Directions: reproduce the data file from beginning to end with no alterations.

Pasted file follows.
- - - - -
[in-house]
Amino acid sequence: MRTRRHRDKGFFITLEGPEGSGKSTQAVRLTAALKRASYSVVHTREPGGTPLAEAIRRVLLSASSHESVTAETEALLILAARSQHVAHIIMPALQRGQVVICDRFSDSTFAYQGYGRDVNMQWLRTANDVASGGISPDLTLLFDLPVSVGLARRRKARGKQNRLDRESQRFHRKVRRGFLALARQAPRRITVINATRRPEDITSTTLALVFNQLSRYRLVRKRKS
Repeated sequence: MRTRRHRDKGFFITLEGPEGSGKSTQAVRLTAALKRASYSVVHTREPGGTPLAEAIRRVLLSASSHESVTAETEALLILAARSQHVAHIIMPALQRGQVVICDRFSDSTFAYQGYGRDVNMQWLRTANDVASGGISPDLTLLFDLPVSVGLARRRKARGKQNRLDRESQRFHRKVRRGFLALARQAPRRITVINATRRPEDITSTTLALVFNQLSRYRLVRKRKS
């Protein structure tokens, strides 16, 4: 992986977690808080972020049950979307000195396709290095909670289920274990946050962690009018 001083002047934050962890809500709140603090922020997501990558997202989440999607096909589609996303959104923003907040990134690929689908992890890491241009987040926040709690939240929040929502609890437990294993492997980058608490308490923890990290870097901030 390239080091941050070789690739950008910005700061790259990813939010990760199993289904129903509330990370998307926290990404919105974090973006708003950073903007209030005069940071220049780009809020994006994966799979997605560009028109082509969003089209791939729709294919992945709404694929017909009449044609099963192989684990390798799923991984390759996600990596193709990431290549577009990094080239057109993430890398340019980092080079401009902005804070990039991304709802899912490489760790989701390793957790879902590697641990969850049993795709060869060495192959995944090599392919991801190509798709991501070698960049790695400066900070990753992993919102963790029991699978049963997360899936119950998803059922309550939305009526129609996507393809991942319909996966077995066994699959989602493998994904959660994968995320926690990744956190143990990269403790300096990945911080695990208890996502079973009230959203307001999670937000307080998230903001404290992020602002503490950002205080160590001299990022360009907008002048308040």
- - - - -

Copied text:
[in-house]
Amino acid sequence: MRTRRHRDKGFFITLEGPEGSGKSTQAVRLTAALKRASYSVVHTREPGGTPLAEAIRRVLLSASSHESVTAETEALLILAARSQHVAHIIMPALQRGQVVICDRFSDSTFAYQGYGRDVNMQWLRTANDVASGGISPDLTLLFDLPVSVGLARRRKARGKQNRLDRESQRFHRKVRRGFLALARQAPRRITVINATRRPEDITSTTLALVFNQLSRYRLVRKRKS
Repeated sequence: MRTRRHRDKGFFITLEGPEGSGKSTQAVRLTAALKRASYSVVHTREPGGTPLAEAIRRVLLSASSHESVTAETEALLILAARSQHVAHIIMPALQRGQVVICDRFSDSTFAYQGYGRDVNMQWLRTANDVASGGISPDLTLLFDLPVSVGLARRRKARGKQNRLDRESQRFHRKVRRGFLALARQAPRRITVINATRRPEDITSTTLALVFNQLSRYRLVRKRKS
């Protein structure tokens, strides 16, 4: 992986977690808080972020049950979307000195396709290095909670289920274990946050962690009018 001083002047934050962890809500709140603090922020997501990558997202989440999607096909589609996303959104923003907040990134690929689908992890890491241009987040926040709690939240929040929502609890437990294993492997980058608490308490923890990290870097901030 390239080091941050070789690739950008910005700061790259990813939010990760199993289904129903509330990370998307926290990404919105974090973006708003950073903007209030005069940071220049780009809020994006994966799979997605560009028109082509969003089209791939729709294919992945709404694929017909009449044609099963192989684990390798799923991984390759996600990596193709990431290549577009990094080239057109993430890398340019980092080079401009902005804070990039991304709802899912490489760790989701390793957790879902590697641990969850049993795709060869060495192959995944090599392919991801190509798709991501070698960049790695400066900070990753992993919102963790029991699978049963997360899936119950998803059922309550939305009526129609996507393809991942319909996966077995066994699959989602493998994904959660994968995320926690990744956190143990990269403790300096990945911080695990208890996502079973009230959203307001999670937000307080998230903001404290992020602002503490950002205080160590001299990022360009907008002048308040």